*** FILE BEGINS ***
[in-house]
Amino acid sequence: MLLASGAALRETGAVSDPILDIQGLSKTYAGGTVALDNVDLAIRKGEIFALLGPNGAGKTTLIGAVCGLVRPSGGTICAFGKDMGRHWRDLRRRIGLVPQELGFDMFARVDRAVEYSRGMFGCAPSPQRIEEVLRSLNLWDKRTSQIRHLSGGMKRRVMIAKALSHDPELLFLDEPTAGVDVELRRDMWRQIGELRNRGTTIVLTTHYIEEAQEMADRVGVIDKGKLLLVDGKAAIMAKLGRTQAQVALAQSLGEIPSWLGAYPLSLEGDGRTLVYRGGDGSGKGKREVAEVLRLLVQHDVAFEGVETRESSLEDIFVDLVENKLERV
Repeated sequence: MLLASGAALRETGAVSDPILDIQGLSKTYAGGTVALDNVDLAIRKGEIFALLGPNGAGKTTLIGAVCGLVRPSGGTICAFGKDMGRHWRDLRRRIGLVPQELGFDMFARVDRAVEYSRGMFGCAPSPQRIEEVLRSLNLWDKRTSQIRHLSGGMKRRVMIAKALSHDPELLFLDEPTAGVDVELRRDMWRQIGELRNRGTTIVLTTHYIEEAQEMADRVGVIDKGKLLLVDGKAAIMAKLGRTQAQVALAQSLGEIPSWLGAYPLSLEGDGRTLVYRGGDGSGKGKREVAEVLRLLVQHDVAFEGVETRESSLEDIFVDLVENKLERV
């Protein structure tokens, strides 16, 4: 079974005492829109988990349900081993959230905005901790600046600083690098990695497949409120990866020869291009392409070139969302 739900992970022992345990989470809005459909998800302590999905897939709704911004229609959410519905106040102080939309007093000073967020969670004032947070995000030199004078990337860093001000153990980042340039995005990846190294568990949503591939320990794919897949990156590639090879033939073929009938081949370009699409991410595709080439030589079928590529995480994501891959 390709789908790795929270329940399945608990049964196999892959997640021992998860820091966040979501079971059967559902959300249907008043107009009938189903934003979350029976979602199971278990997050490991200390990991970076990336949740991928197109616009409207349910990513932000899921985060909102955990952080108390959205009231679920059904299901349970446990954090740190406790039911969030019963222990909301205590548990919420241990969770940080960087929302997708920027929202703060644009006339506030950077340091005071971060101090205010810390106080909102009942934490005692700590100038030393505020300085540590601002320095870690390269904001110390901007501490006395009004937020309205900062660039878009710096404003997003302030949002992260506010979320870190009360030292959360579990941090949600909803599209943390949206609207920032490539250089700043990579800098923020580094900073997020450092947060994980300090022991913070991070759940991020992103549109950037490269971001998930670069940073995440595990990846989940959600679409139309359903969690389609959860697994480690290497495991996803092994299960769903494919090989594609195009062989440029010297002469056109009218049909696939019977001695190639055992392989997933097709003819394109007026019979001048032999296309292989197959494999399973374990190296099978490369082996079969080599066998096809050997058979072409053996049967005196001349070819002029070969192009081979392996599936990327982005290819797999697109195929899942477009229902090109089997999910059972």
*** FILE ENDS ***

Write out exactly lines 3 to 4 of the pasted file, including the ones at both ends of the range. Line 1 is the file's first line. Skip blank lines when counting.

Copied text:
Repeated sequence: MLLASGAALRETGAVSDPILDIQGLSKTYAGGTVALDNVDLAIRKGEIFALLGPNGAGKTTLIGAVCGLVRPSGGTICAFGKDMGRHWRDLRRRIGLVPQELGFDMFARVDRAVEYSRGMFGCAPSPQRIEEVLRSLNLWDKRTSQIRHLSGGMKRRVMIAKALSHDPELLFLDEPTAGVDVELRRDMWRQIGELRNRGTTIVLTTHYIEEAQEMADRVGVIDKGKLLLVDGKAAIMAKLGRTQAQVALAQSLGEIPSWLGAYPLSLEGDGRTLVYRGGDGSGKGKREVAEVLRLLVQHDVAFEGVETRESSLEDIFVDLVENKLERV
């Protein structure tokens, strides 16, 4: 079974005492829109988990349900081993959230905005901790600046600083690098990695497949409120990866020869291009392409070139969302 739900992970022992345990989470809005459909998800302590999905897939709704911004229609959410519905106040102080939309007093000073967020969670004032947070995000030199004078990337860093001000153990980042340039995005990846190294568990949503591939320990794919897949990156590639090879033939073929009938081949370009699409991410595709080439030589079928590529995480994501891959 390709789908790795929270329940399945608990049964196999892959997640021992998860820091966040979501079971059967559902959300249907008043107009009938189903934003979350029976979602199971278990997050490991200390990991970076990336949740991928197109616009409207349910990513932000899921985060909102955990952080108390959205009231679920059904299901349970446990954090740190406790039911969030019963222990909301205590548990919420241990969770940080960087929302997708920027929202703060644009006339506030950077340091005071971060101090205010810390106080909102009942934490005692700590100038030393505020300085540590601002320095870690390269904001110390901007501490006395009004937020309205900062660039878009710096404003997003302030949002992260506010979320870190009360030292959360579990941090949600909803599209943390949206609207920032490539250089700043990579800098923020580094900073997020450092947060994980300090022991913070991070759940991020992103549109950037490269971001998930670069940073995440595990990846989940959600679409139309359903969690389609959860697994480690290497495991996803092994299960769903494919090989594609195009062989440029010297002469056109009218049909696939019977001695190639055992392989997933097709003819394109007026019979001048032999296309292989197959494999399973374990190296099978490369082996079969080599066998096809050997058979072409053996049967005196001349070819002029070969192009081979392996599936990327982005290819797999697109195929899942477009229902090109089997999910059972």